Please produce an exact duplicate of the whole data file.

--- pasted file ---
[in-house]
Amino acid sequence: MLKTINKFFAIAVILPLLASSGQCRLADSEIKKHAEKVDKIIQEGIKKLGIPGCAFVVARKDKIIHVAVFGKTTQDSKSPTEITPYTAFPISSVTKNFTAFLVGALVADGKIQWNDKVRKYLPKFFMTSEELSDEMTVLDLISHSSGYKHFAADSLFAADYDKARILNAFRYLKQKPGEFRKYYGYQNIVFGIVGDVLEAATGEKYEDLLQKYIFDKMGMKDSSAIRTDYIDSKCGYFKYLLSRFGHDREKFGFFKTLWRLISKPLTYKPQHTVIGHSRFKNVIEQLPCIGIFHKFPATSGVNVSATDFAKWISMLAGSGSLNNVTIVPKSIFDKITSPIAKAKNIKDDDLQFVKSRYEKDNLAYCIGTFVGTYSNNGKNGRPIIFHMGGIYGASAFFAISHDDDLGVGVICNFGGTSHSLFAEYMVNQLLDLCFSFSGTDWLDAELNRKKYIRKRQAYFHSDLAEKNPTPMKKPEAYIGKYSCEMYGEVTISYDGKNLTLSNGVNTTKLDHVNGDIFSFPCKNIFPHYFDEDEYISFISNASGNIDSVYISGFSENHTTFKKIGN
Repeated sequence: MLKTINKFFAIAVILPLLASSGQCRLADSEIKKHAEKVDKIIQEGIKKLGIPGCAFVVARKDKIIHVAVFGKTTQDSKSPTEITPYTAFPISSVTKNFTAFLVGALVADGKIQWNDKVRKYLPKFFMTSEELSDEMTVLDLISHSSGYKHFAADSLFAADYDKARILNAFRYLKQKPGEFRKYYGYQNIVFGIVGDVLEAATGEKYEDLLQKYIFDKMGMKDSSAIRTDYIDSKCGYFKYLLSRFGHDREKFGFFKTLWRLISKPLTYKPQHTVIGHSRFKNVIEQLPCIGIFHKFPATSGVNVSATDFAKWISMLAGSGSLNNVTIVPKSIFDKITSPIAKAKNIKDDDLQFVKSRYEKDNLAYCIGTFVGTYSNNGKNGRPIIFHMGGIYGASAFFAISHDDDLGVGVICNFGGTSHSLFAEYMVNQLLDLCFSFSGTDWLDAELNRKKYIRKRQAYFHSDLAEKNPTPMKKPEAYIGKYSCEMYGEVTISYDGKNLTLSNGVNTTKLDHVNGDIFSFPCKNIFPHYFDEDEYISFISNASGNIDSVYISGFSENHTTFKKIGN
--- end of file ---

[in-house]
Amino acid sequence: MLKTINKFFAIAVILPLLASSGQCRLADSEIKKHAEKVDKIIQEGIKKLGIPGCAFVVARKDKIIHVAVFGKTTQDSKSPTEITPYTAFPISSVTKNFTAFLVGALVADGKIQWNDKVRKYLPKFFMTSEELSDEMTVLDLISHSSGYKHFAADSLFAADYDKARILNAFRYLKQKPGEFRKYYGYQNIVFGIVGDVLEAATGEKYEDLLQKYIFDKMGMKDSSAIRTDYIDSKCGYFKYLLSRFGHDREKFGFFKTLWRLISKPLTYKPQHTVIGHSRFKNVIEQLPCIGIFHKFPATSGVNVSATDFAKWISMLAGSGSLNNVTIVPKSIFDKITSPIAKAKNIKDDDLQFVKSRYEKDNLAYCIGTFVGTYSNNGKNGRPIIFHMGGIYGASAFFAISHDDDLGVGVICNFGGTSHSLFAEYMVNQLLDLCFSFSGTDWLDAELNRKKYIRKRQAYFHSDLAEKNPTPMKKPEAYIGKYSCEMYGEVTISYDGKNLTLSNGVNTTKLDHVNGDIFSFPCKNIFPHYFDEDEYISFISNASGNIDSVYISGFSENHTTFKKIGN
Repeated sequence: MLKTINKFFAIAVILPLLASSGQCRLADSEIKKHAEKVDKIIQEGIKKLGIPGCAFVVARKDKIIHVAVFGKTTQDSKSPTEITPYTAFPISSVTKNFTAFLVGALVADGKIQWNDKVRKYLPKFFMTSEELSDEMTVLDLISHSSGYKHFAADSLFAADYDKARILNAFRYLKQKPGEFRKYYGYQNIVFGIVGDVLEAATGEKYEDLLQKYIFDKMGMKDSSAIRTDYIDSKCGYFKYLLSRFGHDREKFGFFKTLWRLISKPLTYKPQHTVIGHSRFKNVIEQLPCIGIFHKFPATSGVNVSATDFAKWISMLAGSGSLNNVTIVPKSIFDKITSPIAKAKNIKDDDLQFVKSRYEKDNLAYCIGTFVGTYSNNGKNGRPIIFHMGGIYGASAFFAISHDDDLGVGVICNFGGTSHSLFAEYMVNQLLDLCFSFSGTDWLDAELNRKKYIRKRQAYFHSDLAEKNPTPMKKPEAYIGKYSCEMYGEVTISYDGKNLTLSNGVNTTKLDHVNGDIFSFPCKNIFPHYFDEDEYISFISNASGNIDSVYISGFSENHTTFKKIGN